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Chomsky: Obama's No Human Rights Crusader

by shergald Wed Apr 28th, 2010 at 08:54:29 AM EST

-- Just Look at How He Aids Israel's Atrocities.

Alternet just posted Noam Chomsky's latest analysis of the state of the Israeli-Palestinian conflict under the above title, replacing the hope for peace many people retain, with a well-articulated pessimism about whether a settlement will ever be achieved in the Middle East. Summarizing the analysis,

Chomsky exposes how the U.S. and Israel have been acting in tandem to extend and deepen the occupation of Palestine.

The article was also published at Huffington Post under the equally pessimistic title, A Middle East Peace That Could Happen (But Won't)  

The first three paragraphs of Chomsky's article are quoted (click the above sources for the full article):

The fact that the Israel-Palestine conflict grinds on without resolution might appear to be rather strange.  For many of the world's conflicts, it is difficult even to conjure up a feasible settlement.  In this case, it is not only possible, but there is near universal agreement on its basic contours: a two-state settlement along the internationally recognized (pre-June 1967) borders -- with "minor and mutual modifications," to adopt official U.S. terminology before Washington departed from the international community in the mid-1970s.

The basic principles have been accepted by virtually the entire world, including the Arab states (who go on to call for full normalization of relations), the Organization of Islamic States (including Iran), and relevant non-state actors (including Hamas).  A settlement along these lines was first proposed at the U.N. Security Council in January 1976 by the major Arab states.  Israel refused to attend the session.  The U.S. vetoed the resolution, and did so again in 1980.  The record at the General Assembly since is similar.

There was one important and revealing break in U.S.-Israeli rejectionism.  After the failed Camp David agreements in 2000, President Clinton recognized that the terms he and Israel had proposed were unacceptable to any Palestinians.  That December, he proposed his "parameters": imprecise, but more forthcoming.  He then stated that both sides had accepted the parameters, while expressing reservations.

Chomsky was once introduced by the late British playwright, Harold Pinter, as having a penchant for telling the truth. He does.

And we have other truth tellers on the scene, like Juan Cole, who said the same thing a few days ago:

Netanyahu Commits to Colonizing East Jerusalem; First Palestinian Expelled under new Policy

April 23, 2010

The new Israeli policy of deporting Palestinians from the West Bank on arbitrary grounds has kicked in with Ahmad Sabah, who has just been deported to Gaza and separated from his family in the West Bank. The measure contravenes the Geneva Convention of 1949 on the treatment of occupied populations, and it also goes contrary to the undertakings Israel made toward the Palestine Authority in the course of the Oslo peace negotiations.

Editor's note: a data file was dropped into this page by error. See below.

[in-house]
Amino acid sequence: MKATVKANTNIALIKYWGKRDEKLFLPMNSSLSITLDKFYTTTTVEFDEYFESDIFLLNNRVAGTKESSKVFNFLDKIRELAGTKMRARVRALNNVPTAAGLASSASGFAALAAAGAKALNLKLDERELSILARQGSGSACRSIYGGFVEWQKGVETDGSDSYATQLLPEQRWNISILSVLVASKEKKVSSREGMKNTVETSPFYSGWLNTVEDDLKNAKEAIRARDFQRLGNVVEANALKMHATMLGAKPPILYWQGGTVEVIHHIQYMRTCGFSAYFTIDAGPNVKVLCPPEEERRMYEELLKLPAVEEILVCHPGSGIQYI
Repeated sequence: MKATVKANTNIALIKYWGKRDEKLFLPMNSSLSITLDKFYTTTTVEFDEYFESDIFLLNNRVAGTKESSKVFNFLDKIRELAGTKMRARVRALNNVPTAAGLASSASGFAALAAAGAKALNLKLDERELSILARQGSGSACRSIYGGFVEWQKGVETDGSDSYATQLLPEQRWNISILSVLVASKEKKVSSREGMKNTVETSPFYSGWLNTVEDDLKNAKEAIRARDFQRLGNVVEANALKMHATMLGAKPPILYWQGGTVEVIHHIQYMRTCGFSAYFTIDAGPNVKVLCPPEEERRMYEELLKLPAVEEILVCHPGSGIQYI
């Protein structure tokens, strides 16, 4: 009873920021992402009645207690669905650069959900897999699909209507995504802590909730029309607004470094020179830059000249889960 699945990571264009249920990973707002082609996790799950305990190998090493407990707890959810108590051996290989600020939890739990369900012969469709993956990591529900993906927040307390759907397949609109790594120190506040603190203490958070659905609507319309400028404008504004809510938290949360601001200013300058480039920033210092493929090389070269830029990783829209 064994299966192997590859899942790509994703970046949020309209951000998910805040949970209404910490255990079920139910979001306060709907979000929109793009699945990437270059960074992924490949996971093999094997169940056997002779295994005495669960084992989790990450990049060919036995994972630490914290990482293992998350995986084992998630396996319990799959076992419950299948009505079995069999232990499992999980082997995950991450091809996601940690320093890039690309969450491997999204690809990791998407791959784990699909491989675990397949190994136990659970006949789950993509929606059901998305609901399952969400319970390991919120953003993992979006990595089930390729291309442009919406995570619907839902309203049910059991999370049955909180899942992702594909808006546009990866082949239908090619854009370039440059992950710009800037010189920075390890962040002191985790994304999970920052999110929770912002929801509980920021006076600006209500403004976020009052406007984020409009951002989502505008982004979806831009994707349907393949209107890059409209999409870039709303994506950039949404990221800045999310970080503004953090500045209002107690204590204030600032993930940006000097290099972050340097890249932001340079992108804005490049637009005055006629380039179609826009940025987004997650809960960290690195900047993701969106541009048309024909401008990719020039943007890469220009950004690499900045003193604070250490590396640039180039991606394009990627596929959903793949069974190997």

The episode underlines the ways in which their forced statelessness leaves Palestinians (almost uniquely among major world nationalities) completely vulnerable to loss of the most basic human rights. That he was forcibly moved to Gaza by the Israelis suggests that many of those singled out for potential deportation from the West Bank may be moved to the small slum along the Mediterranean, which the Israelis have cut off from its traditional markets and which they keep under a blockade of the civilian population (a war crime). The Israeli establishment has decided not to try to colonize Gaza, and its isolation and hopelessness make it an attractive place for them to begin exiling West Bank residents, thus making more room for Israeli colonists.

The new policy, which is illegal six ways to Sunday in international law, is the brainchild of the government of far rightwing Likud leader Binyamin Netanyahu.

Netanyahu, an Israeli hawk and expansionist, slapped President Barack Obama in the face again Thursday when he confirmed that he refused to halt construction of new homes in Palestinian East Jerusalem, which is militarily occupied by Israel.

Netanyahu's announcement is probably the nail in the coffin of any two-state solution to the Israeli-Palestinian conflict (in which the Israelis have thrown most Palestinians now living beyond the Green Line off their land and deprived them of citizenship in a state and all the rights that go with such citizenship). Palestinians are so despairing that only 57 percent even believe in having an independent Palestinian state any more. The rest are resigned to becoming Israelis in the distant future, when demographic realities and perhaps world-wide boycotts of Israel for its Apartheid-style policies toward the occupied Palestinian will force Israel to accept them.